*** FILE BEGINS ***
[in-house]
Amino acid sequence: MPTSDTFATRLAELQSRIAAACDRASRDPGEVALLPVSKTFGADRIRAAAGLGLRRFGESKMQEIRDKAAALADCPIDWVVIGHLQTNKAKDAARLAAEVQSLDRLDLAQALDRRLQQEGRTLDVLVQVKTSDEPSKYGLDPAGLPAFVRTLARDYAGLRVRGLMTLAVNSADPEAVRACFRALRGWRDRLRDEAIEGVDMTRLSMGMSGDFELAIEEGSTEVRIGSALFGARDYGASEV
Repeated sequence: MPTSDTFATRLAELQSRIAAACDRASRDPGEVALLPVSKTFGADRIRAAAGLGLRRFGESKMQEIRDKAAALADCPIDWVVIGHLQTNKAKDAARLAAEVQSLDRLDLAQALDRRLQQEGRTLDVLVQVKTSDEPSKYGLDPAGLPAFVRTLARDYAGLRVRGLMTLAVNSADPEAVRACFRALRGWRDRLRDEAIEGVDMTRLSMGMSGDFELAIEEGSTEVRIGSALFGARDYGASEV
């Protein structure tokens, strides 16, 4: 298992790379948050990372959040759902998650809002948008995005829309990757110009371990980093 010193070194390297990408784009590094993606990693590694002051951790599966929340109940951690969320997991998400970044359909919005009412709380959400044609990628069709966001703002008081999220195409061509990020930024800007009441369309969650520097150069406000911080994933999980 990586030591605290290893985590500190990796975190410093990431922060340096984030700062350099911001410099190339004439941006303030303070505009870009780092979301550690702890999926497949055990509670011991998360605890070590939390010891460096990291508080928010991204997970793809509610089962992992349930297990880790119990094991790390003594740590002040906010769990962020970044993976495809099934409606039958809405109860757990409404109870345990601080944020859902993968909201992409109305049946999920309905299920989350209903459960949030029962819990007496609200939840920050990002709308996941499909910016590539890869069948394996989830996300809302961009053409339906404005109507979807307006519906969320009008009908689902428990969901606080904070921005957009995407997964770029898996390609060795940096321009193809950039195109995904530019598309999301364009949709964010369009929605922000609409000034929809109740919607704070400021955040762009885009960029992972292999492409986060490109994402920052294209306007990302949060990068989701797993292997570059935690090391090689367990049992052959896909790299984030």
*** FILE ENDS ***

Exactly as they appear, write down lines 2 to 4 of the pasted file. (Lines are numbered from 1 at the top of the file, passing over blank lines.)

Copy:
Amino acid sequence: MPTSDTFATRLAELQSRIAAACDRASRDPGEVALLPVSKTFGADRIRAAAGLGLRRFGESKMQEIRDKAAALADCPIDWVVIGHLQTNKAKDAARLAAEVQSLDRLDLAQALDRRLQQEGRTLDVLVQVKTSDEPSKYGLDPAGLPAFVRTLARDYAGLRVRGLMTLAVNSADPEAVRACFRALRGWRDRLRDEAIEGVDMTRLSMGMSGDFELAIEEGSTEVRIGSALFGARDYGASEV
Repeated sequence: MPTSDTFATRLAELQSRIAAACDRASRDPGEVALLPVSKTFGADRIRAAAGLGLRRFGESKMQEIRDKAAALADCPIDWVVIGHLQTNKAKDAARLAAEVQSLDRLDLAQALDRRLQQEGRTLDVLVQVKTSDEPSKYGLDPAGLPAFVRTLARDYAGLRVRGLMTLAVNSADPEAVRACFRALRGWRDRLRDEAIEGVDMTRLSMGMSGDFELAIEEGSTEVRIGSALFGARDYGASEV
């Protein structure tokens, strides 16, 4: 298992790379948050990372959040759902998650809002948008995005829309990757110009371990980093 010193070194390297990408784009590094993606990693590694002051951790599966929340109940951690969320997991998400970044359909919005009412709380959400044609990628069709966001703002008081999220195409061509990020930024800007009441369309969650520097150069406000911080994933999980 990586030591605290290893985590500190990796975190410093990431922060340096984030700062350099911001410099190339004439941006303030303070505009870009780092979301550690702890999926497949055990509670011991998360605890070590939390010891460096990291508080928010991204997970793809509610089962992992349930297990880790119990094991790390003594740590002040906010769990962020970044993976495809099934409606039958809405109860757990409404109870345990601080944020859902993968909201992409109305049946999920309905299920989350209903459960949030029962819990007496609200939840920050990002709308996941499909910016590539890869069948394996989830996300809302961009053409339906404005109507979807307006519906969320009008009908689902428990969901606080904070921005957009995407997964770029898996390609060795940096321009193809950039195109995904530019598309999301364009949709964010369009929605922000609409000034929809109740919607704070400021955040762009885009960029992972292999492409986060490109994402920052294209306007990302949060990068989701797993292997570059935690090391090689367990049992052959896909790299984030």